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P9.09 Peri-hepatic gauze packing for the control of haemorrhage during liver transplantation: experience of a high-volume center

Rodrigo A. Gasque MD, Argentina

Fellow
HPB surgery and liver transplant
Hospital de Alta Complejidad en Red El Cruce "Dr. Néstor Carlos Kirchner"

Abstract

Peri-hepatic gauze packing for the control of haemorrhage during liver transplantation: experience of a high-volume center

Rodrigo Gasque1, María L. Del Bueno1, Magalí Chahdi1, Emilio G. Quiñonez1, Francisco J. Mattera1.

1HPB and liver transplant unit, Hospital de Alta Complejidad "El Cruce", Florencio Varela, Argentina

Introduction: The use of peri-hepatic gauze packing (PHGP) has been rarely reported during liver transplantation (LT). The objective of this technique is to achieve fast control of bleeding while haemodynamic stability is restored and coagulation disorders are fixed. Conditions like baseline cirrhosis-related coagulopathy, intraoperative blood loss, prolonged surgery, anhepatic phase and initial allograft dysfunction may all contribute to persistent bleeding. In some cases, usual means of haemostasis can be ineffective and reiterate attempts at controlling bleeding can be frustrating or even detrimental. Although, PHGP use during LT raises concerns for a potentially increased risk of infection and graft related complications. The aim of our study was to assess the value of PHGP during LT.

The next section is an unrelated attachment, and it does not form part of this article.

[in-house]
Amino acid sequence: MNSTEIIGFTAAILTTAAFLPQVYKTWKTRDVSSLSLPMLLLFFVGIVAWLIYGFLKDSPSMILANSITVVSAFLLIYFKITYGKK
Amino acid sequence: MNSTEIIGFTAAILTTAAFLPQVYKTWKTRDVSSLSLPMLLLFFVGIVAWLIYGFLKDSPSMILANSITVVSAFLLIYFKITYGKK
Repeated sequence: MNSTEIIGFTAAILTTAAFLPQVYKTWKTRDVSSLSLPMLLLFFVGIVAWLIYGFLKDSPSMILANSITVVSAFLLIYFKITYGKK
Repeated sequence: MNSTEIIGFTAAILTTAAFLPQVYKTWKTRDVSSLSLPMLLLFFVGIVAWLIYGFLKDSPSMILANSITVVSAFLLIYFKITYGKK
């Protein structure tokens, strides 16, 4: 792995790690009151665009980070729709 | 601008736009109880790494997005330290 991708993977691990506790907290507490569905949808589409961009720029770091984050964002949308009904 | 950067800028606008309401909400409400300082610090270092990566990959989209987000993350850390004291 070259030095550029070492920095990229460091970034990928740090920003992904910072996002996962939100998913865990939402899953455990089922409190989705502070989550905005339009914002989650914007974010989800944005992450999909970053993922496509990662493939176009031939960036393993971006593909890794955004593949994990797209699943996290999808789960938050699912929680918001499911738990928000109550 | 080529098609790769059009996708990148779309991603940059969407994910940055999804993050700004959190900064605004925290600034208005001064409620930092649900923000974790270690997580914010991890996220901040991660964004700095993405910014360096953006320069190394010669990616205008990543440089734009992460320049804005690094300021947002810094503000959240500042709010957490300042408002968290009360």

Method: We conducted a retrospective and descriptive study. We reviewed the clinical records of 13 orthotopic liver transplantation (OLT) patients undergoing PHGP between a total of 407 patients at the HPB surgery and liver transplant department of the Hospital de Alta Complejidad “El Cruce” between January 2013 and February 2022. Patients and donor’s demographics and intra/postoperative features were analyzed. Continuous data are presented as medians and means and standard deviations. Discrete data are given as counts and percentages. Chi-square test, Fisher exact test, Mann–Whitney U test and Student's T-test were used when appropriate (for categorical and continuous data respectively). Two-sided p value equal or less than 0.05 was considered to indicate statistical significance with a confidence interval of 95%. All analyses were conducted using MedCalc version 20.027 (https://www.medcalc.org/).

Results: Of 407 recipients, 13 were treated with packing for peri-hepatic bleeding (3.19%). One of them required urgent reoperation for ongoing haemorrhage after PHGP. After that, correction of haemodynamic and coagulation parameters was constantly achieved (table 1). 6 patients died (46.15%), none of them related to the PHGP. Patient survival (table 2) was associated with recipient age (p≤0.001) and intraoperative plasma transfusions (p=0.02).

Conclusion: Peri-hepatic gauze packing it’s highly effective in achieving adequate haemostasis, allowing the correction of haemodynamic parameters and underlying disorders. However, it’s associated with relevant morbidity and high mortality. We believe that PHGP is a valuable strategy in the armamentarium of the liver transplant surgeon facing a life-threatening situation like the persistent bleeding during the operation.

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